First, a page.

Carol the Coach: The Double Bind of Strength

Women put way too much pressure on themselves to be perfect or to handle things "in just the right way." It is true that women are the relationship gender. It has been historical through time that having the capability to have children has driven women to want to take charge of other people's needs. This has understandably resulted in the female gender wanting to get it right which has increased the pressure to do it perfectly. I have seen in my clients that they become way too hard on themselves in the process which oftentimes stymies what they think about themselves and their goals. The need to be perfect can interfere or rob them of what they want to accomplish in life.

We live in a society where women are expected to do things in a certain way. Women have to look perfect, they have to accomplish much, they have to be competent and they have to achieve these things while being authentic, compassionate, and empathetic. Unfortunately these attributes can often interfere with other goals that they may need to accomplish to fulfill their life's dreams.

If women are assertive they may be seen as "bitchy." If women are to be honest they may be seen as hurtful. This leaves women feeling fearful that their ability to be honest and authentic conflicts with their need to nurture and please others.

We need to get comfortable with being clear and direct which allows others to know where we stand which will really enhance relationships. I always train women to believe that being assertive is the most constructive form of communication when it is done in a civil and matter of fact manner. As you can imagine, if someone is yelling or cursing while they are asserting themselves....the communication is seen as aggressive.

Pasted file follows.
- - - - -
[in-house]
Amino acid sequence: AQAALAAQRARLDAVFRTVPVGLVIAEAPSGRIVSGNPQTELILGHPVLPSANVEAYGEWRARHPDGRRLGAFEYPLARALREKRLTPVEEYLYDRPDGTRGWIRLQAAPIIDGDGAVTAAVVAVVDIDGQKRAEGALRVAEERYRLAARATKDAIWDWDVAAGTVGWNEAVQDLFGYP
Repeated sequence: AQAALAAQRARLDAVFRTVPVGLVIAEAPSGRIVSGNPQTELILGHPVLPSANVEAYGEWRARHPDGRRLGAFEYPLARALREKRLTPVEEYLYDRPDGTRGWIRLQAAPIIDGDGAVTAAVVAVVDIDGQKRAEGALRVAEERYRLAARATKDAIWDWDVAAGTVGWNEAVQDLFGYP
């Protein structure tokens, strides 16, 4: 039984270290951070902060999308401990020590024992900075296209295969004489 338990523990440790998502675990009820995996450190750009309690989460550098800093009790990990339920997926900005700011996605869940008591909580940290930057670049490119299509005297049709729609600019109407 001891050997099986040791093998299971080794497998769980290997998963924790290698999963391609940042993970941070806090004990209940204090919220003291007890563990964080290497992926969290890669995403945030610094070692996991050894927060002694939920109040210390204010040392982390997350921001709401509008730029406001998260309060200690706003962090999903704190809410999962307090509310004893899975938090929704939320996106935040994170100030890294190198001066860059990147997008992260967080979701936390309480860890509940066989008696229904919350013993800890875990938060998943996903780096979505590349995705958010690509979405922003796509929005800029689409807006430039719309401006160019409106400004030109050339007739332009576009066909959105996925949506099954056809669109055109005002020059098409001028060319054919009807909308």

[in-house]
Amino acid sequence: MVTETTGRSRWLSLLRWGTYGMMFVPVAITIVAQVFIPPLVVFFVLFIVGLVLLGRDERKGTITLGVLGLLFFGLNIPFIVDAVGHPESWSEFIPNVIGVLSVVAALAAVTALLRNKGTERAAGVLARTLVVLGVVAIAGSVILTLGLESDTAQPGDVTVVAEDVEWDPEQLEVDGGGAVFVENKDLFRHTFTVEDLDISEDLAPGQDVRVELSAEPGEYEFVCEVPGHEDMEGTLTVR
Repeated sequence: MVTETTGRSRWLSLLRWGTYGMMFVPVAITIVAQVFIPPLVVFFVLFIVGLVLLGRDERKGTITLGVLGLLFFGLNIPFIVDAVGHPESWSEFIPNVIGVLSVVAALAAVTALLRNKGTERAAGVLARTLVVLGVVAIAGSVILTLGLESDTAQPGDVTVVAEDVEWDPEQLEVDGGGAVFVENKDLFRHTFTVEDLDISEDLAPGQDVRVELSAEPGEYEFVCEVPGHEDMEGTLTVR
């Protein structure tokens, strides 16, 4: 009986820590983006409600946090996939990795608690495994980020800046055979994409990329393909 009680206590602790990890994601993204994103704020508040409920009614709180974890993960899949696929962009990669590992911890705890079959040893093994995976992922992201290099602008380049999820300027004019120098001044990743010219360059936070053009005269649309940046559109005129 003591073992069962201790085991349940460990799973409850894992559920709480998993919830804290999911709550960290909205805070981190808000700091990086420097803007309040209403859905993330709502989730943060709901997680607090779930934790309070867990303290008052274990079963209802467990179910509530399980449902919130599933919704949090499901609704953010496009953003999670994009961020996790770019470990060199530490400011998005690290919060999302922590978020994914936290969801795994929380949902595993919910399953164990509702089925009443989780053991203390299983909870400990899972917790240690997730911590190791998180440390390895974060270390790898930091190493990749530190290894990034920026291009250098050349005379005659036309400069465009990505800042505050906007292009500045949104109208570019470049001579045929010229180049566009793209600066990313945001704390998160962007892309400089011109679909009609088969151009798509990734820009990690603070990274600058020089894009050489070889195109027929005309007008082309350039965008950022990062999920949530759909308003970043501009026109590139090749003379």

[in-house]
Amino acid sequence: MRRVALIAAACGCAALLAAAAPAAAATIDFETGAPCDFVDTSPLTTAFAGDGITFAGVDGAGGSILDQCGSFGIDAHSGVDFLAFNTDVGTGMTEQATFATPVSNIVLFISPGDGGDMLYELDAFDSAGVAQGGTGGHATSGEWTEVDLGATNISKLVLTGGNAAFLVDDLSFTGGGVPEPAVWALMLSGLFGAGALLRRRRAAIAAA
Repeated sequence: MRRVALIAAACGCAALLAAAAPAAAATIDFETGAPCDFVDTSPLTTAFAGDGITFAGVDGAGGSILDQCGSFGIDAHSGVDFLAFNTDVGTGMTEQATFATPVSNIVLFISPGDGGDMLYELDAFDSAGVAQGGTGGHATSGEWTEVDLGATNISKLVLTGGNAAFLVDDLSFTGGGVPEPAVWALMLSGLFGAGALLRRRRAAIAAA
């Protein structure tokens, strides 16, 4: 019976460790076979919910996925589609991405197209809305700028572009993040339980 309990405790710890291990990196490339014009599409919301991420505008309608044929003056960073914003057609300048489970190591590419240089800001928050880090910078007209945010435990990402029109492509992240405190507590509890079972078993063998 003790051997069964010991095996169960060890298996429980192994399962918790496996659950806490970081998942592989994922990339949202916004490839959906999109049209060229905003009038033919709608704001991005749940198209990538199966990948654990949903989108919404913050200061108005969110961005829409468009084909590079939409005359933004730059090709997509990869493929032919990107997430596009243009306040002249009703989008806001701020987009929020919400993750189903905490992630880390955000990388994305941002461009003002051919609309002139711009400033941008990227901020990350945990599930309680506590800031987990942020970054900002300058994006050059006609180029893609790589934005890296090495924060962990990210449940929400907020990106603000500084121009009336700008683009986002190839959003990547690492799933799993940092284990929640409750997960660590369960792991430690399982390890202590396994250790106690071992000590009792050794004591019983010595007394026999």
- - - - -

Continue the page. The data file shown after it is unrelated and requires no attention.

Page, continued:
I encourage women to be confident and assertive, knowing that others may see this as conceited or overly ambitious. In my seminars, I hear consistently that women have been taught by their parents that it is not polite to "toot your own horn." I explain to clients that there is nothing wrong with letting others know that you are capable and able to handle certain situations. Although no one likes someone who boasts, it is extremely important to own your strengths and value yourself!

My shy or introverted clients often feel less than because they don't necessarily exude confidence and assuredness. They talk about feeling inferior because they don't have the social skills that make them feel noticed and valued. I explain that women need to know that oftentimes assertiveness is a skill that needs to be learned no matter what style one possesses naturally. Even a shy woman can learn to be assertive which will automatically raise her sense of confidence.

I recognize that intuitively women are in a tough position because the need to be direct and honest may conflict with their need to put others at ease. Or their need to be confident may make someone else feel more inferior.

Women really need to be accepting others for their attributes and values and not double bind themselves or others. There is nothing wrong with "knowing your greatness" as Marianne Williamson writes about in her book Return to Love.

If you desire more information on how you can increase your sense of self, I would recommend Brené Brown's ground breaking book Daring Greatly. Brené Brown discusses how difficult it can be for women to accept each other without judgment and how risking vulnerability can be the key to a women's self worth.

Carol Juergensen Sheets LCSW PCC is a psychotherapist and personal life coach. She does motivational speaking and empowerment trainings locally and nationally. To find out more about her services–contact her at www.carolthecoach.com or call her at 317 218-3479. You can watch Carol the Coach segments on WTHR’s Channel 13 Wednesdays @ 12:50PM.